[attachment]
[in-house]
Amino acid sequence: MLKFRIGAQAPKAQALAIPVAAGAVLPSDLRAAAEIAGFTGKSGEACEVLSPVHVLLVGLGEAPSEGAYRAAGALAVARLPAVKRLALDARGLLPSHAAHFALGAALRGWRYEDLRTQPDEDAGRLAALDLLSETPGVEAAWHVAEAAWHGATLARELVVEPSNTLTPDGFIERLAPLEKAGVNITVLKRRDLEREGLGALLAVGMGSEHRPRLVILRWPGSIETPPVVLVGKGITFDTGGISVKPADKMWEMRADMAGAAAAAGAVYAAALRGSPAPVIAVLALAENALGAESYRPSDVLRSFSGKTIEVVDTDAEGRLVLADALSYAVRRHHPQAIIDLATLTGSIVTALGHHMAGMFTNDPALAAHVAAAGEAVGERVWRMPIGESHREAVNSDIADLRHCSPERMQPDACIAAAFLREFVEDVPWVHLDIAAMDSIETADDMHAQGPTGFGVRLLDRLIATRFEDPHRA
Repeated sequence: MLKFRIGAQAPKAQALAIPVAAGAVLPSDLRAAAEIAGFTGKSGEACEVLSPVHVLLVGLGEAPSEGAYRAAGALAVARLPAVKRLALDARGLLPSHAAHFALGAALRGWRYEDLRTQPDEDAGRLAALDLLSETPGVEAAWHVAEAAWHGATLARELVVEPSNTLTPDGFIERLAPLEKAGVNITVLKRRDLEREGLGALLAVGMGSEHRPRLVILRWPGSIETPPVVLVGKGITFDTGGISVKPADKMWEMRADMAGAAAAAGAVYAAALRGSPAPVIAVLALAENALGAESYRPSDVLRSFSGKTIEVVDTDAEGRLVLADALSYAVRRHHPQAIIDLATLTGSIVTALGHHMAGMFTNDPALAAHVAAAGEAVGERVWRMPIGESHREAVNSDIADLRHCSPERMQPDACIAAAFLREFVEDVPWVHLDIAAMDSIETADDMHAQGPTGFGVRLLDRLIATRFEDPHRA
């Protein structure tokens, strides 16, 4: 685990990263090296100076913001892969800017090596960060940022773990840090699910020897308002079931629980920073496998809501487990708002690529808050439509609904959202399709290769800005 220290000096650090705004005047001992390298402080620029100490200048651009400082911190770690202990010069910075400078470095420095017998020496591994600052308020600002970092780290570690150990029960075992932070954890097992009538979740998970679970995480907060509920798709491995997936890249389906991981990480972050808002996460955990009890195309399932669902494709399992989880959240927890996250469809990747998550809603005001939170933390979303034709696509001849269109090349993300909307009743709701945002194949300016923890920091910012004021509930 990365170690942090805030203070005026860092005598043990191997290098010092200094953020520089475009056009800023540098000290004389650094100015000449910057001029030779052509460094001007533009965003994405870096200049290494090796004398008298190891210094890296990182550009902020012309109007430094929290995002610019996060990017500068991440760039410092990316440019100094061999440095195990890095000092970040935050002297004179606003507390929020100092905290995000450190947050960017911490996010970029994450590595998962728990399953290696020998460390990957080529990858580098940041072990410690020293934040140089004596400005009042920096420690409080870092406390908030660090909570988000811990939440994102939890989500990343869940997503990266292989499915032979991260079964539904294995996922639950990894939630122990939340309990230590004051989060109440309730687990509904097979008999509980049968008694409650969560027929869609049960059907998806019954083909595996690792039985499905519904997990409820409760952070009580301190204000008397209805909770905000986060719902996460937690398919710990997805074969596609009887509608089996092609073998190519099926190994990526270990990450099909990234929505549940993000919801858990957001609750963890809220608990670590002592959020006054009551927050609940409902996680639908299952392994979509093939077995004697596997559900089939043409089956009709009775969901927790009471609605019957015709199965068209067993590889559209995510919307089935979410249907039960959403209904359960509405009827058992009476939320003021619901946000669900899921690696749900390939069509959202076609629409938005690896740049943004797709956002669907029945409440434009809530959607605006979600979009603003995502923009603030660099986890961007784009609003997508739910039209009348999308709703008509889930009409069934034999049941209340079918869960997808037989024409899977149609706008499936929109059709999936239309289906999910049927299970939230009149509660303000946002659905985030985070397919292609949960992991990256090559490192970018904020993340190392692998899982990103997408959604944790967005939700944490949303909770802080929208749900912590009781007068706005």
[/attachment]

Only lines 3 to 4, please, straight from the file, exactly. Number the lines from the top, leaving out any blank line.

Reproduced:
Repeated sequence: MLKFRIGAQAPKAQALAIPVAAGAVLPSDLRAAAEIAGFTGKSGEACEVLSPVHVLLVGLGEAPSEGAYRAAGALAVARLPAVKRLALDARGLLPSHAAHFALGAALRGWRYEDLRTQPDEDAGRLAALDLLSETPGVEAAWHVAEAAWHGATLARELVVEPSNTLTPDGFIERLAPLEKAGVNITVLKRRDLEREGLGALLAVGMGSEHRPRLVILRWPGSIETPPVVLVGKGITFDTGGISVKPADKMWEMRADMAGAAAAAGAVYAAALRGSPAPVIAVLALAENALGAESYRPSDVLRSFSGKTIEVVDTDAEGRLVLADALSYAVRRHHPQAIIDLATLTGSIVTALGHHMAGMFTNDPALAAHVAAAGEAVGERVWRMPIGESHREAVNSDIADLRHCSPERMQPDACIAAAFLREFVEDVPWVHLDIAAMDSIETADDMHAQGPTGFGVRLLDRLIATRFEDPHRA
């Protein structure tokens, strides 16, 4: 685990990263090296100076913001892969800017090596960060940022773990840090699910020897308002079931629980920073496998809501487990708002690529808050439509609904959202399709290769800005 220290000096650090705004005047001992390298402080620029100490200048651009400082911190770690202990010069910075400078470095420095017998020496591994600052308020600002970092780290570690150990029960075992932070954890097992009538979740998970679970995480907060509920798709491995997936890249389906991981990480972050808002996460955990009890195309399932669902494709399992989880959240927890996250469809990747998550809603005001939170933390979303034709696509001849269109090349993300909307009743709701945002194949300016923890920091910012004021509930 990365170690942090805030203070005026860092005598043990191997290098010092200094953020520089475009056009800023540098000290004389650094100015000449910057001029030779052509460094001007533009965003994405870096200049290494090796004398008298190891210094890296990182550009902020012309109007430094929290995002610019996060990017500068991440760039410092990316440019100094061999440095195990890095000092970040935050002297004179606003507390929020100092905290995000450190947050960017911490996010970029994450590595998962728990399953290696020998460390990957080529990858580098940041072990410690020293934040140089004596400005009042920096420690409080870092406390908030660090909570988000811990939440994102939890989500990343869940997503990266292989499915032979991260079964539904294995996922639950990894939630122990939340309990230590004051989060109440309730687990509904097979008999509980049968008694409650969560027929869609049960059907998806019954083909595996690792039985499905519904997990409820409760952070009580301190204000008397209805909770905000986060719902996460937690398919710990997805074969596609009887509608089996092609073998190519099926190994990526270990990450099909990234929505549940993000919801858990957001609750963890809220608990670590002592959020006054009551927050609940409902996680639908299952392994979509093939077995004697596997559900089939043409089956009709009775969901927790009471609605019957015709199965068209067993590889559209995510919307089935979410249907039960959403209904359960509405009827058992009476939320003021619901946000669900899921690696749900390939069509959202076609629409938005690896740049943004797709956002669907029945409440434009809530959607605006979600979009603003995502923009603030660099986890961007784009609003997508739910039209009348999308709703008509889930009409069934034999049941209340079918869960997808037989024409899977149609706008499936929109059709999936239309289906999910049927299970939230009149509660303000946002659905985030985070397919292609949960992991990256090559490192970018904020993340190392692998899982990103997408959604944790967005939700944490949303909770802080929208749900912590009781007068706005």